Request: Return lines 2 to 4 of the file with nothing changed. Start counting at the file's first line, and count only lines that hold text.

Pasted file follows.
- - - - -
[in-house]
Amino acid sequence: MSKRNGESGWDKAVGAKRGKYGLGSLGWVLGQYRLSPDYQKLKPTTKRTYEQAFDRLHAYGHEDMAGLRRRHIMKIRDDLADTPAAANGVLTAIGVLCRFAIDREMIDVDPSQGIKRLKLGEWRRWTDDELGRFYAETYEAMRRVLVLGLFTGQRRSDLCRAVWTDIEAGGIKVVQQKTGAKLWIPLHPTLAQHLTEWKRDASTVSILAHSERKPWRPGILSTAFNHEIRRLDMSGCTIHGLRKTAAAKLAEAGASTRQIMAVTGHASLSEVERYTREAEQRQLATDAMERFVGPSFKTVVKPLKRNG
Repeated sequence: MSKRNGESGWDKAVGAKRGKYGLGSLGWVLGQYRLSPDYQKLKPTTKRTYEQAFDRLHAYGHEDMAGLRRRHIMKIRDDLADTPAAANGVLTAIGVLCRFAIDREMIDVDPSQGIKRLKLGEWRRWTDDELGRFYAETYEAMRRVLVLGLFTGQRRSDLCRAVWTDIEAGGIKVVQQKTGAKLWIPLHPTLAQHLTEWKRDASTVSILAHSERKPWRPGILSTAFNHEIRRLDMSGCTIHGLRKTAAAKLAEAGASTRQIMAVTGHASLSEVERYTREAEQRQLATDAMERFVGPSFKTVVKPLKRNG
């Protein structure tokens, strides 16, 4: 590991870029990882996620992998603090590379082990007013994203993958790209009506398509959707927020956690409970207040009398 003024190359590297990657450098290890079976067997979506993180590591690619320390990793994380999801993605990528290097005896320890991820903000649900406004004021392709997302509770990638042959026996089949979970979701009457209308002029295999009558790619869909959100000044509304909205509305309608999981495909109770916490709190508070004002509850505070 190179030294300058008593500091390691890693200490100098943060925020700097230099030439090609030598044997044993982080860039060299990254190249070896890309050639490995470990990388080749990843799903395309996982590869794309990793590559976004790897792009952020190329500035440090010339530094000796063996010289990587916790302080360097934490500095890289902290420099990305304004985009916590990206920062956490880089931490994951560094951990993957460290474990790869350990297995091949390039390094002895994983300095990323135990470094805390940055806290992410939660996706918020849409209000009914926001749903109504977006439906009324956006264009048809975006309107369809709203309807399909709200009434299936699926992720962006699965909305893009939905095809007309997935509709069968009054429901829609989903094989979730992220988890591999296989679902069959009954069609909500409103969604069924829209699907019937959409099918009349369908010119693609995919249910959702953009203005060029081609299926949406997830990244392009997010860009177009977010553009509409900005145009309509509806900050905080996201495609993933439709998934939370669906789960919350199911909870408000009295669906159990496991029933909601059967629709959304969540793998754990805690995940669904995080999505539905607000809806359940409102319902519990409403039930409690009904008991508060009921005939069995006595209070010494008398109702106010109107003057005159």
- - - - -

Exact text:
Amino acid sequence: MSKRNGESGWDKAVGAKRGKYGLGSLGWVLGQYRLSPDYQKLKPTTKRTYEQAFDRLHAYGHEDMAGLRRRHIMKIRDDLADTPAAANGVLTAIGVLCRFAIDREMIDVDPSQGIKRLKLGEWRRWTDDELGRFYAETYEAMRRVLVLGLFTGQRRSDLCRAVWTDIEAGGIKVVQQKTGAKLWIPLHPTLAQHLTEWKRDASTVSILAHSERKPWRPGILSTAFNHEIRRLDMSGCTIHGLRKTAAAKLAEAGASTRQIMAVTGHASLSEVERYTREAEQRQLATDAMERFVGPSFKTVVKPLKRNG
Repeated sequence: MSKRNGESGWDKAVGAKRGKYGLGSLGWVLGQYRLSPDYQKLKPTTKRTYEQAFDRLHAYGHEDMAGLRRRHIMKIRDDLADTPAAANGVLTAIGVLCRFAIDREMIDVDPSQGIKRLKLGEWRRWTDDELGRFYAETYEAMRRVLVLGLFTGQRRSDLCRAVWTDIEAGGIKVVQQKTGAKLWIPLHPTLAQHLTEWKRDASTVSILAHSERKPWRPGILSTAFNHEIRRLDMSGCTIHGLRKTAAAKLAEAGASTRQIMAVTGHASLSEVERYTREAEQRQLATDAMERFVGPSFKTVVKPLKRNG
């Protein structure tokens, strides 16, 4: 590991870029990882996620992998603090590379082990007013994203993958790209009506398509959707927020956690409970207040009398 003024190359590297990657450098290890079976067997979506993180590591690619320390990793994380999801993605990528290097005896320890991820903000649900406004004021392709997302509770990638042959026996089949979970979701009457209308002029295999009558790619869909959100000044509304909205509305309608999981495909109770916490709190508070004002509850505070 190179030294300058008593500091390691890693200490100098943060925020700097230099030439090609030598044997044993982080860039060299990254190249070896890309050639490995470990990388080749990843799903395309996982590869794309990793590559976004790897792009952020190329500035440090010339530094000796063996010289990587916790302080360097934490500095890289902290420099990305304004985009916590990206920062956490880089931490994951560094951990993957460290474990790869350990297995091949390039390094002895994983300095990323135990470094805390940055806290992410939660996706918020849409209000009914926001749903109504977006439906009324956006264009048809975006309107369809709203309807399909709200009434299936699926992720962006699965909305893009939905095809007309997935509709069968009054429901829609989903094989979730992220988890591999296989679902069959009954069609909500409103969604069924829209699907019937959409099918009349369908010119693609995919249910959702953009203005060029081609299926949406997830990244392009997010860009177009977010553009509409900005145009309509509806900050905080996201495609993933439709998934939370669906789960919350199911909870408000009295669906159990496991029933909601059967629709959304969540793998754990805690995940669904995080999505539905607000809806359940409102319902519990409403039930409690009904008991508060009921005939069995006595209070010494008398109702106010109107003057005159």